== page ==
The easier solution to this is just to click here. The link will directly take you to the page and you can enable the DND request faster.
Let me be honest. This wouldn’t change much. Google Chrome still tracks you massively. Let’s get rid of that eh?
No-Footprint Browser – Brave Browser – https://brave.com
Brave is almost identical to Google Chrome. It’s literally made from the same code as Google. Just without its trackers.
This means you wouldn’t have to learn a new browser. The interface, features, and most other things are exactly how they are on Google.
However, Brave very clearly states that it doesn’t trace/track you, or your searches. Hence, unlike Google, it doesn’t use your activities to build your profile. It’s obviously free.
Tor Browser – https://www.torproject.org
Tor is another browser you can use. This is a more hardcore solution. That’s primarily because it routes your connection through a number of different “nodes” before your request reaches the website you’re trying to visit.
This serves two purposes. First, your ISP can’t trace/track you because Tor browser changes your IP address. Secondly, the website you reach can’t trace you back to your original IP either.
Search Engines & Social networks
To get to this page, you either used Google Chrome, Bing, or Yahoo, didn’t you? This clearly means the search engines know what you were searching for.
Most of you use social networks. You post on those networks. Those posts, comments, and interactions contribute towards your footprint as well.
So, let’s first discuss how to “delete” your digital footprint. After that, we’ll discuss how to avoid leaving any digital footprint to being with.
No Footprint Search Engine – DuckDuckGo – https://duckduckgo.com/
DuckDuckGo is the perfect search engine to shift to if you’re trying to escape Google.
It has a pretty impressive index and is massively against tracing/tracking users and their activities. In fact, it even shares some data on its homepage that you’d be interested in:
Towards the same end, the search engine even has in-built tracker blockers.
You can use DuckDuckGo to search for anything and it won’t remember or log what you searched for.
Unlike Google, it doesn’t “collect personal data to show personalized ads”. Rather, its ads are completely based on your current search and the keywords you enter.
It even has Android/iOS apps and even a Google Chrome extension you can attach to your browser.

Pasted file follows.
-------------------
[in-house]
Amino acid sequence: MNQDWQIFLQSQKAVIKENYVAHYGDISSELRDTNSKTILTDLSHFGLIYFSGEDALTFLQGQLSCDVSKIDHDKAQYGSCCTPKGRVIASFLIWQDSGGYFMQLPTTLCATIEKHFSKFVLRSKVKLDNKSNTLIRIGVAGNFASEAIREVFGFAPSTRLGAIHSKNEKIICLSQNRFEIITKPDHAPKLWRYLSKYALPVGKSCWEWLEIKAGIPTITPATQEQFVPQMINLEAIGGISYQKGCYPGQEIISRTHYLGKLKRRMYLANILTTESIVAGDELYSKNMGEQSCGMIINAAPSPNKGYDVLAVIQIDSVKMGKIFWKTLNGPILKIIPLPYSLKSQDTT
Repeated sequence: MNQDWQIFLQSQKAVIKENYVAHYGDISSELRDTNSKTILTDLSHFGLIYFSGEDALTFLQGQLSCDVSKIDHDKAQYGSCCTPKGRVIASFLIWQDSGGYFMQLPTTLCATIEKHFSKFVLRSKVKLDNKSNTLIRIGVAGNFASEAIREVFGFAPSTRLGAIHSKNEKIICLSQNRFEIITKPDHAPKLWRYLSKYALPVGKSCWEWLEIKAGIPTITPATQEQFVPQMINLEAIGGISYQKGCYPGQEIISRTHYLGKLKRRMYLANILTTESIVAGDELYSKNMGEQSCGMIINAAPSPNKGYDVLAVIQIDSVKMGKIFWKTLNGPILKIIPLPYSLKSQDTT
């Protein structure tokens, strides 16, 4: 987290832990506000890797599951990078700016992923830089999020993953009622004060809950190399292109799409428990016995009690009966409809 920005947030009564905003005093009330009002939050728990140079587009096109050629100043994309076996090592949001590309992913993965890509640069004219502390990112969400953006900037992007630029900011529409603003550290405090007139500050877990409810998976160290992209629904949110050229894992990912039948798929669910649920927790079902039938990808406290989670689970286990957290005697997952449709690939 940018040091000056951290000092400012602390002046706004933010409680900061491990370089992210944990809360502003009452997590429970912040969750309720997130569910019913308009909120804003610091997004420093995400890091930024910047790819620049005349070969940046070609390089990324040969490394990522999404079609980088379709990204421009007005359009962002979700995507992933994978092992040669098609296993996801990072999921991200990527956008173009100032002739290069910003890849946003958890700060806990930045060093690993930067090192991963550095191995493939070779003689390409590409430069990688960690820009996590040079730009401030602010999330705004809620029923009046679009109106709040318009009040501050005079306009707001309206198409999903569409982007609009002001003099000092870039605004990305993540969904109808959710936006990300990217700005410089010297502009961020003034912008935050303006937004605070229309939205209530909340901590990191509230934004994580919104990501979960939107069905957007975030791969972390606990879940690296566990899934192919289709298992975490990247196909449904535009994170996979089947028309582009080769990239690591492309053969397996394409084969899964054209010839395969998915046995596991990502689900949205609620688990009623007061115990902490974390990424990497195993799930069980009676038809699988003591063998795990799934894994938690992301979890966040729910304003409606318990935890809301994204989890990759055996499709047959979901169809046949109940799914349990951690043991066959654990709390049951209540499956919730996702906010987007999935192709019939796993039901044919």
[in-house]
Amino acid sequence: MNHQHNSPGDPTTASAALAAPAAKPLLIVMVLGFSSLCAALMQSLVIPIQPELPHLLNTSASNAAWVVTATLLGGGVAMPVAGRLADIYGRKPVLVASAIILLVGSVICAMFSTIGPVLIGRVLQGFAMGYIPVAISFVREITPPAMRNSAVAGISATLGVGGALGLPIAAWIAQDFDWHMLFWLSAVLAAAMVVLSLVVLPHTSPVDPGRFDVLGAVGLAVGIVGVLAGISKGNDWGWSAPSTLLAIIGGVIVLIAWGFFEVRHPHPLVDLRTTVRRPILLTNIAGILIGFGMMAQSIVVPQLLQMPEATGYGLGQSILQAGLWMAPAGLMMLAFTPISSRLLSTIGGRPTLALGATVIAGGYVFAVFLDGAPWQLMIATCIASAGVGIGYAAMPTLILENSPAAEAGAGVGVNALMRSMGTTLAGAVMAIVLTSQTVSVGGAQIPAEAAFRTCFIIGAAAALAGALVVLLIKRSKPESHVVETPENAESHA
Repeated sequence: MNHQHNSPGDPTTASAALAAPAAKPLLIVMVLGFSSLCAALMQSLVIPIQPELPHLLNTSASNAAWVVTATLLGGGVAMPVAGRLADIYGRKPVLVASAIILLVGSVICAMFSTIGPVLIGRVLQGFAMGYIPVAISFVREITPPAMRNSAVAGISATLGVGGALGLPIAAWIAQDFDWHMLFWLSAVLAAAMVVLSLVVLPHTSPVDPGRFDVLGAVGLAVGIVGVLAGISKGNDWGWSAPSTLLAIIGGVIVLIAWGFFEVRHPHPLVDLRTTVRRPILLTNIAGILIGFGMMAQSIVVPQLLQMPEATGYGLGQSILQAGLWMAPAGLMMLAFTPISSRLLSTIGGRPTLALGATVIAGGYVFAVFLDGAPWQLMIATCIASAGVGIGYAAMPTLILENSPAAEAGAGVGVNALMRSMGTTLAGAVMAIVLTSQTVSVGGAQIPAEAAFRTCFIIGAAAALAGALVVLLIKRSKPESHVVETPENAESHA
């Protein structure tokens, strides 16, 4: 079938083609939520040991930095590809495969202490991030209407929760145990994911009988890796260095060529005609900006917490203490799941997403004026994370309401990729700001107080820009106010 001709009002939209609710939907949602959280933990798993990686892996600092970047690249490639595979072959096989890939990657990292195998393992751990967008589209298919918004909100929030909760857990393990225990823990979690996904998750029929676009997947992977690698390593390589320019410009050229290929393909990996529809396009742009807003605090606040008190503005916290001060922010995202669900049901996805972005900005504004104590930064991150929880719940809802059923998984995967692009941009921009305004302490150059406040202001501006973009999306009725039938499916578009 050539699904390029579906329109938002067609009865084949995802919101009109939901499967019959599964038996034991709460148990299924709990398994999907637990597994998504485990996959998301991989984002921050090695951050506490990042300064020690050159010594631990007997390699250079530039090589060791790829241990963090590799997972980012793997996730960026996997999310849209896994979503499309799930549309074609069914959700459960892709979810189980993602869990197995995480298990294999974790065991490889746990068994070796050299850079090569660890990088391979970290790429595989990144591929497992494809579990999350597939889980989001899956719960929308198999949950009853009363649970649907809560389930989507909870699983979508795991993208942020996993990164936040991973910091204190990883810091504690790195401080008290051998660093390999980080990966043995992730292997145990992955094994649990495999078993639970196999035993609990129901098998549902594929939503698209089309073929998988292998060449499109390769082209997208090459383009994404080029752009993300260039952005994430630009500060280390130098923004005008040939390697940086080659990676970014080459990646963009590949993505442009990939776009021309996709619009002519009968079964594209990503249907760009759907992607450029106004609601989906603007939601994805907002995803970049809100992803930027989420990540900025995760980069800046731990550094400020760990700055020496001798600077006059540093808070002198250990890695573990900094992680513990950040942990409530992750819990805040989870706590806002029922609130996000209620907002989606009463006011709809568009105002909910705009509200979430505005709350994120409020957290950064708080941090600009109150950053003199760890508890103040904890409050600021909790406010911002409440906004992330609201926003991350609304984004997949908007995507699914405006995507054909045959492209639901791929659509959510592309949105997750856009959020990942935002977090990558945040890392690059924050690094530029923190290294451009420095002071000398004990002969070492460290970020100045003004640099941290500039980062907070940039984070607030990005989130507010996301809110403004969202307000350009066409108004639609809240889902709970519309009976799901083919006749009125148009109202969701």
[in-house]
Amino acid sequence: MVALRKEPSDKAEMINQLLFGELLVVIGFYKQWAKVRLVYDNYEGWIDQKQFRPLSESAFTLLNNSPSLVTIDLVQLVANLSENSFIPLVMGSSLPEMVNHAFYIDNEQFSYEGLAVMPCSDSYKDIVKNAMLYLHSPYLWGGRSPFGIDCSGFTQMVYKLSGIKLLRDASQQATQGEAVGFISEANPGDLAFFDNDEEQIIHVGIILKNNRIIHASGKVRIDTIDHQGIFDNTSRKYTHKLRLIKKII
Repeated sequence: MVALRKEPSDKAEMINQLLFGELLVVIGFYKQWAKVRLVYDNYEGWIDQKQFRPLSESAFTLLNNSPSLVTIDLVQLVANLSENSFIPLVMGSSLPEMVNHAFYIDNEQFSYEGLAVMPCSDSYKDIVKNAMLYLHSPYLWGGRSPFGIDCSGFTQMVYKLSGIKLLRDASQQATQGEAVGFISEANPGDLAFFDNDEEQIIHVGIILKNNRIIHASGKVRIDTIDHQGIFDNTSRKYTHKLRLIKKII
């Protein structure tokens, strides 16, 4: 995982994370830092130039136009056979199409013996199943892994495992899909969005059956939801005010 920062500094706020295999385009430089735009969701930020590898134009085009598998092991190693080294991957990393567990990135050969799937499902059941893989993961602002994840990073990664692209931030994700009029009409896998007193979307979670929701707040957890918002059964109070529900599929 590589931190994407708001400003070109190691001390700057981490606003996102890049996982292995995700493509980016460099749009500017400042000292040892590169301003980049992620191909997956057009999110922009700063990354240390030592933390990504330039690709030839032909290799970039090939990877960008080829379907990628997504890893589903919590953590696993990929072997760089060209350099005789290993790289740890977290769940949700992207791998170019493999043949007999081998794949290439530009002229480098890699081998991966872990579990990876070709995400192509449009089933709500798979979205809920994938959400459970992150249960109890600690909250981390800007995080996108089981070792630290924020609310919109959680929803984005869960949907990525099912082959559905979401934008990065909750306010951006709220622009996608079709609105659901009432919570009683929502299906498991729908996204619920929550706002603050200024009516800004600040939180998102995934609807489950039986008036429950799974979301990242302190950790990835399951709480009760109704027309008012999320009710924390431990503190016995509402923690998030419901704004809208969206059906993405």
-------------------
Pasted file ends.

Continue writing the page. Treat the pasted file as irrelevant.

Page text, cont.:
Apps and Connectivity on Your Phone
The digital footprint isn’t just limited to what you do on your computers. In fact, a large part of your footprint originates from your cell phones.
Unfortunately, you can’t completely turn off your digital footprint from your phone if you wish to function normally in 2022.
E.g. turning on your GPS tells nearly every app on your phone exactly where you and where you’ve been. However, you can’t use apps like cab hiring, food ordering, or even some e-commerce apps without GPS, can you?
The other major leak is signing in to apps. You often simply click on the “Sign up with Facebook/ Google” when you download a new app. This sure makes the process faster but tells Google/Facebook what you’re doing.
Delete and Decline Cookies
Cookies are basically elements (lines of codes) a website places on your computer/phone. They do this so the website can be loaded faster in the future, the sites can show you better ads and remember your preferences.
Recently, it became mandatory for websites to “inform users” if a website uses any kind of cookies.
I’m sure you’ve seen these pop up every time you visit a new website. They may be placed at different places but they’re displayed for sure.
You’ll always find either a “reject” option or an option to check the “cookie settings”. Once you go inside the cookie settings, you can choose which cookies to accept/reject.
It’s best to reject all cookies. Do note that you’d still be able to browse the website as you normally do.
Final Words – How to Delete Your Digital Footprint?
I’d say start with a VPN. After that, be sure to not access “personal accounts” as far as possible. By personal accounts, I mean bank accounts/ social networks, and so on.
If you’d like, you can also switch from Gmail to Protonmail. While it’s not exactly a “tracker solution”, e-mails still contain tons of trackers.
Do note that these are just the basics. You can do a lot more to delete your digital footprint on the web.